Third baseman Justin Turner and the Boston Red Sox are in agreement on a two-year contract worth just shy of $22 million that includes an opt-out after the first season, sources told ESPN on Sunday.
Turner spent the past nine years with the Los Angeles Dodgers, where he blossomed into one of the National League’s most productive and consistent hitters. Now 38, he’ll head to Boston, which already has perennial MVP candidate Rafael Devers at third base, and likely settle into a first-base or designated hitter role, perhaps filling the slot of JD Martinez, who agreed to a deal Saturday with the Dodgers.
While Turner’s power receded this year, he remained a well-above-average hitter, batting .278/.350/.438 with 13 home runs and 81 RBIs in 128 games. After spending most of his 20s as a utilityman with the Baltimore Orioles and New York Mets, Turner’s renaissance started in Los Angeles, where he hit .296/.375/.490 during the regular season and .270/.370/.460 with 13 home runs in 86 postseason games.
Known for his long, red beard and clutch bat — his OPS is more than 50 points higher in his career with runners in scoring position — Turner had previously re-signed with the Dodgers twice. His first foray into free agency in 2016 netted a four-year, $64 million deal, and before the 2021 season, he signed a two-year, $32 million contract with a club option for 2023.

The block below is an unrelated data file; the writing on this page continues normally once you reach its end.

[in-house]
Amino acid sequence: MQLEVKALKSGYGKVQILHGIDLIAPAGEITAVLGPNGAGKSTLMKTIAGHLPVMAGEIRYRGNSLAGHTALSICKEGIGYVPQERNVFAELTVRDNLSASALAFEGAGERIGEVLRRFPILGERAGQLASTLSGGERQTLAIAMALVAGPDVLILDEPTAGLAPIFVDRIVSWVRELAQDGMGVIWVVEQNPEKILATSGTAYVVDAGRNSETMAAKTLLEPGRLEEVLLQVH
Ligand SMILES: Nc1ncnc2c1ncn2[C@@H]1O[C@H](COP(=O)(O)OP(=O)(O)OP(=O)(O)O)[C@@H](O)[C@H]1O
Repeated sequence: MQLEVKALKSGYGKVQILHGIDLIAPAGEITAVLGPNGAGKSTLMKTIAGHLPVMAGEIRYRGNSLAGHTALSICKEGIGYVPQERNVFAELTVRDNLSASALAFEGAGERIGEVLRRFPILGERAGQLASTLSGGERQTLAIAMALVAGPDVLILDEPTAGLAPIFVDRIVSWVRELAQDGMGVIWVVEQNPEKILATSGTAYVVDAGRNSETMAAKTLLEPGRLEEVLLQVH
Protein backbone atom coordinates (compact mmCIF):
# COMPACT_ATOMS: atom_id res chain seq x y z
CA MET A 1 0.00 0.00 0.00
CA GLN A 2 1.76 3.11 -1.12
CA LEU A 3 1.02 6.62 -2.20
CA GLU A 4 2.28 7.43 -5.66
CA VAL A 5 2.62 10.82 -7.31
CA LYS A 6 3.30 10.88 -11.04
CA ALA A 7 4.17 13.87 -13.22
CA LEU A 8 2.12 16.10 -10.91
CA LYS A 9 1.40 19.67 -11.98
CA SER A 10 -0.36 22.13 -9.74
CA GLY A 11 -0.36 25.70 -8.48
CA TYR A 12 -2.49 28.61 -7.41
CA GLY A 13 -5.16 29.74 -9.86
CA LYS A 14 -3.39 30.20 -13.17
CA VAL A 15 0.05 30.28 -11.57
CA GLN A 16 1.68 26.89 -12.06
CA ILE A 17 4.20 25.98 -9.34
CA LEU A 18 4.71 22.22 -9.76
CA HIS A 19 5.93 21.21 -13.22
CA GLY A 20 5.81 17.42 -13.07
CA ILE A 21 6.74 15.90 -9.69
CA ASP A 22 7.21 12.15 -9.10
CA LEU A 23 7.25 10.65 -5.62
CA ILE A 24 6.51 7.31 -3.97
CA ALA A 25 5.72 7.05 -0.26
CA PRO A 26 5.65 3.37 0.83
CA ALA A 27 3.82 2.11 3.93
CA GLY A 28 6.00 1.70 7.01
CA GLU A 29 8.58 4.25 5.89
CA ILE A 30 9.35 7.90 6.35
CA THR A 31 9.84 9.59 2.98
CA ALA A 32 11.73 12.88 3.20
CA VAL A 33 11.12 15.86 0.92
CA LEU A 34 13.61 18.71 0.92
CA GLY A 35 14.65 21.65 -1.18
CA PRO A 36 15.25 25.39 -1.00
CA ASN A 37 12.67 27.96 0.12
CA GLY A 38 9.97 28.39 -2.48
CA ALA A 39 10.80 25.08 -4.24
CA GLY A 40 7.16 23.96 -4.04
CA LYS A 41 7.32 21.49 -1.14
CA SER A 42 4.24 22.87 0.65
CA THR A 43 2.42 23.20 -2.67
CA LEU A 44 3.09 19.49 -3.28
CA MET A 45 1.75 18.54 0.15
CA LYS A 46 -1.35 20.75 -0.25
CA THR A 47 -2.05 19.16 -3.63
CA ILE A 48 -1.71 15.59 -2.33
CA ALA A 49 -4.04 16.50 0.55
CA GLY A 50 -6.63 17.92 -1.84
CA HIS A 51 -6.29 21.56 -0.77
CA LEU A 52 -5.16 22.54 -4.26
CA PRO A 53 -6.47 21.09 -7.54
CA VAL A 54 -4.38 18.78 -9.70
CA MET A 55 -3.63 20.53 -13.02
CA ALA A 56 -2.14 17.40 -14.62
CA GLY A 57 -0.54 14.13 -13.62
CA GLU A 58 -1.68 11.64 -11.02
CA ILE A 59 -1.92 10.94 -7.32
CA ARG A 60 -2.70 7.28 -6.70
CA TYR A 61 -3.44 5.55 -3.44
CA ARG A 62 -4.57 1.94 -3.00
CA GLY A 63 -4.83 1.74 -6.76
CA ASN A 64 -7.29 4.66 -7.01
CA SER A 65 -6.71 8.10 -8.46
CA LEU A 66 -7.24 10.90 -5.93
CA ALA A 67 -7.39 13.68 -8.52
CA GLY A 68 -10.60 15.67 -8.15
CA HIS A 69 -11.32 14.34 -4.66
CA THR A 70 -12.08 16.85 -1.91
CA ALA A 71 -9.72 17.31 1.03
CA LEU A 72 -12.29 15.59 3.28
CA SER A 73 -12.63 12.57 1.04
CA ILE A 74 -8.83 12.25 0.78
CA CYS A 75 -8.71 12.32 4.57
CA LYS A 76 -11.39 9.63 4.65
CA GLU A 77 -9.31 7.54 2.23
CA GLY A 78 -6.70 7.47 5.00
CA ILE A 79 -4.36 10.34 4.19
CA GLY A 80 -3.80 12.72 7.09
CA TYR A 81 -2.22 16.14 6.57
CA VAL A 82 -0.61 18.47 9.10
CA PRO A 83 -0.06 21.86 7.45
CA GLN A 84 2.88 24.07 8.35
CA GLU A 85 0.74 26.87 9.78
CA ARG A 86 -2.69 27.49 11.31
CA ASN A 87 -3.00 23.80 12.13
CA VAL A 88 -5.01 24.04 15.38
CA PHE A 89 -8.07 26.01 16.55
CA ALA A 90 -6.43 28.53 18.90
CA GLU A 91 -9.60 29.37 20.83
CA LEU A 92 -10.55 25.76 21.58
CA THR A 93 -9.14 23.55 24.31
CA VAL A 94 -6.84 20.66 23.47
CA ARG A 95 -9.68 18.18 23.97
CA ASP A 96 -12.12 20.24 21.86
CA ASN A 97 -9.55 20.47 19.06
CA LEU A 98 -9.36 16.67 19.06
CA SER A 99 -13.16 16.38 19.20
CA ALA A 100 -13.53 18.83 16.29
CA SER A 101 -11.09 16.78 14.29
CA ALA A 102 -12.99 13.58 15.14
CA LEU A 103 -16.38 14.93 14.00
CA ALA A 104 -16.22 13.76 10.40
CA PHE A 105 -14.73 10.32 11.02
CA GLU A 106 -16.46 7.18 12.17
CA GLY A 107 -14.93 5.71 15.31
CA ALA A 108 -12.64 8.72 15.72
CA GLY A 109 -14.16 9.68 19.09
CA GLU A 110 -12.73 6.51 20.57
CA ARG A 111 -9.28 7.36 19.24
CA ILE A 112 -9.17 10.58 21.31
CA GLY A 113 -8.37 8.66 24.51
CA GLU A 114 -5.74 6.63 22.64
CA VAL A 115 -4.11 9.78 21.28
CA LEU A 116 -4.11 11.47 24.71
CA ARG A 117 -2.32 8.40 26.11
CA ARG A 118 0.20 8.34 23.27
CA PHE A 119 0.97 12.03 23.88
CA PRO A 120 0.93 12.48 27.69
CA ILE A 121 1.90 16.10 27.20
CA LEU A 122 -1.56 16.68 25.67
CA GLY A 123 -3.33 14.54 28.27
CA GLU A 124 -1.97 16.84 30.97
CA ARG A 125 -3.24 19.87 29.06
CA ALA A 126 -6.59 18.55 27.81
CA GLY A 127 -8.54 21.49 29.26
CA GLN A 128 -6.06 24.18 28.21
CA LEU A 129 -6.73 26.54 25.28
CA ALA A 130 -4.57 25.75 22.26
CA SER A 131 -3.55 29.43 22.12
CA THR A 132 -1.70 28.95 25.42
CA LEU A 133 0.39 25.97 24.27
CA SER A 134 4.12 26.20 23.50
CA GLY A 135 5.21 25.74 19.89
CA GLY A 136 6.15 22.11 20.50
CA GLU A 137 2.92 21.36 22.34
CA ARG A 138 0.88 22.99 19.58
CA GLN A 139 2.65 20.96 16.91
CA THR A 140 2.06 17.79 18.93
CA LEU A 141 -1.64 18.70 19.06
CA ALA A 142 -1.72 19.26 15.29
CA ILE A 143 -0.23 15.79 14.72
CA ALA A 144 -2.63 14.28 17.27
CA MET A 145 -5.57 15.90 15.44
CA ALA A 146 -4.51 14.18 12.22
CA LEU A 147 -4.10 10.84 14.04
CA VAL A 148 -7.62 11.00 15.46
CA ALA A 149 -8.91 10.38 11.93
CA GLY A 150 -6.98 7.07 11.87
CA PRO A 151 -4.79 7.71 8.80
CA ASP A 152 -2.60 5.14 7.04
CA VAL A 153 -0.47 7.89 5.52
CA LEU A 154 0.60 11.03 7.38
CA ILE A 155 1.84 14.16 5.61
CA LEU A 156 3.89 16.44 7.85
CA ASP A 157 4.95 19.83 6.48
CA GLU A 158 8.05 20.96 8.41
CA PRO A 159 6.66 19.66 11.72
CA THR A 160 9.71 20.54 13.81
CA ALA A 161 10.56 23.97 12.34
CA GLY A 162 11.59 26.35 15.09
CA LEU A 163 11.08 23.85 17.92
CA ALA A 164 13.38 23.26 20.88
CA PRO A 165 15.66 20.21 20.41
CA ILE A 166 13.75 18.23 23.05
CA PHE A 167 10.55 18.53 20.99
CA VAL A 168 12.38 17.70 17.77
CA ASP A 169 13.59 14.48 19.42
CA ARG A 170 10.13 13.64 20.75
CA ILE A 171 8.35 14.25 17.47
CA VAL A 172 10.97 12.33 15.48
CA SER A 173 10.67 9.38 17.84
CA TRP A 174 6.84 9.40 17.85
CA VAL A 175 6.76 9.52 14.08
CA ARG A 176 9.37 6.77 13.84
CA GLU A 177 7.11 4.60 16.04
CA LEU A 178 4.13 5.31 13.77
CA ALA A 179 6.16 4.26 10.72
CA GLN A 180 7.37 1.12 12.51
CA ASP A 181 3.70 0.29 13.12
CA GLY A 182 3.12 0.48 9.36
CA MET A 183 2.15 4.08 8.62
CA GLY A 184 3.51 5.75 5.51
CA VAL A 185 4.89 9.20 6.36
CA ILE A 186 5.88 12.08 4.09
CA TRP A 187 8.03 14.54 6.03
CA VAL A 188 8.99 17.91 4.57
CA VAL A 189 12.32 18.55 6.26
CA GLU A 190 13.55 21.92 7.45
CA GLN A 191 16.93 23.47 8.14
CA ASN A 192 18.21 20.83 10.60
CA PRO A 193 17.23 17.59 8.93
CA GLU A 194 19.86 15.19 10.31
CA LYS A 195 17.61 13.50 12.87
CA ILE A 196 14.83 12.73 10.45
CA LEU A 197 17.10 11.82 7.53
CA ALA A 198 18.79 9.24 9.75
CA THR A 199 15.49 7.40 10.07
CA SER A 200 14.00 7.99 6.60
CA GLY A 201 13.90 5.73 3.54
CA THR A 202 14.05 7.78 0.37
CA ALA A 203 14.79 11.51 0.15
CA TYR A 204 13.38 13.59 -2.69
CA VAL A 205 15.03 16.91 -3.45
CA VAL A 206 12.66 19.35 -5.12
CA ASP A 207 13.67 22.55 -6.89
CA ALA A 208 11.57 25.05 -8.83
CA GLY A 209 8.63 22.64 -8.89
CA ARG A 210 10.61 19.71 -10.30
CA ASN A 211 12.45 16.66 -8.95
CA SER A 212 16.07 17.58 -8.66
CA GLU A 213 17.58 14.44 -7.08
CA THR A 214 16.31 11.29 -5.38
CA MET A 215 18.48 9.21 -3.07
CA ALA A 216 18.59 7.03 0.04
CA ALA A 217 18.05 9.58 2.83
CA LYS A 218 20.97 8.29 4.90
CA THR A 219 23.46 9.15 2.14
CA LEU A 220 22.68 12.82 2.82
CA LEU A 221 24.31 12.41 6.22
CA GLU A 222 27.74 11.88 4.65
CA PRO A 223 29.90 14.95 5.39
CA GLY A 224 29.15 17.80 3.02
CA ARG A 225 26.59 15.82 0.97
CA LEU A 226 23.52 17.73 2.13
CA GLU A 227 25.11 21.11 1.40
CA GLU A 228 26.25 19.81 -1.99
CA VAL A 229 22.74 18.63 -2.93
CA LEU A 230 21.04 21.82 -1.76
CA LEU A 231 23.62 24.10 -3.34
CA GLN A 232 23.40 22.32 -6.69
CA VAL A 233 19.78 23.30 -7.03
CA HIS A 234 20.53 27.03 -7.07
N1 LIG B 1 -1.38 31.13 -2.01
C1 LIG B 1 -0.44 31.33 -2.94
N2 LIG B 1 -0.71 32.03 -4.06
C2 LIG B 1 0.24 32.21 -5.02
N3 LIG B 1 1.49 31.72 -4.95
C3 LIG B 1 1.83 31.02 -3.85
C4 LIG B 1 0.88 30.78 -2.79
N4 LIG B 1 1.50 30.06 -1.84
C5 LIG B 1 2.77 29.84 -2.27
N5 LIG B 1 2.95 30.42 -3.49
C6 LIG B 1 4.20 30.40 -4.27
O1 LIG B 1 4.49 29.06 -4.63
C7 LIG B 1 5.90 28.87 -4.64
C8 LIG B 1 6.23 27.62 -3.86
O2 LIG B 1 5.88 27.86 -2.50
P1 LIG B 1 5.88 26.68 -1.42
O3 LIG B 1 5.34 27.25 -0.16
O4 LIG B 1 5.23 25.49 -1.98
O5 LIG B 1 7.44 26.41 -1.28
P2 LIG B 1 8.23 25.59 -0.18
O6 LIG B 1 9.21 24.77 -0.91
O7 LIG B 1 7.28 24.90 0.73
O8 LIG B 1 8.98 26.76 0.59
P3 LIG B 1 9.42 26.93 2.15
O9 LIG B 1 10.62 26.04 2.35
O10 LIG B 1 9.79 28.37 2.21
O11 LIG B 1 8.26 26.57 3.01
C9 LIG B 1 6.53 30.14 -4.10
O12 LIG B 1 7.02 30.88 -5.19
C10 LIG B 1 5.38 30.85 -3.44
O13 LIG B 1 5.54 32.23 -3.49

When the Dodgers chose to pay a $2 million buyout rather than a $16 million salary for next year, the possibility of Turner moving on grew.
The Dodgers had continued negotiating with him this week, but when Martinez agreed to a one-year, $10 million contract, Turner’s discussions with the Red Sox had accelerated. He joins a team that finished in last place in the American League East division last year and already this winter has lost Martinez and franchise shortstop Xander Bogaerts, who signed with the San Diego Padres for 11 years and $280 million.
Among the Red Sox’s moves this winter: signing Japanese outfielder Masataka Yoshida to a five-year, $90 million contract, plus a $15.4 million posting fee, and adding three relievers — closer Kenley Jansen, right-hander Chris Martin and left-hander Joely Rodriguez — for a combined $51.5 million.
ESPN’s Joon Lee contributed to this report.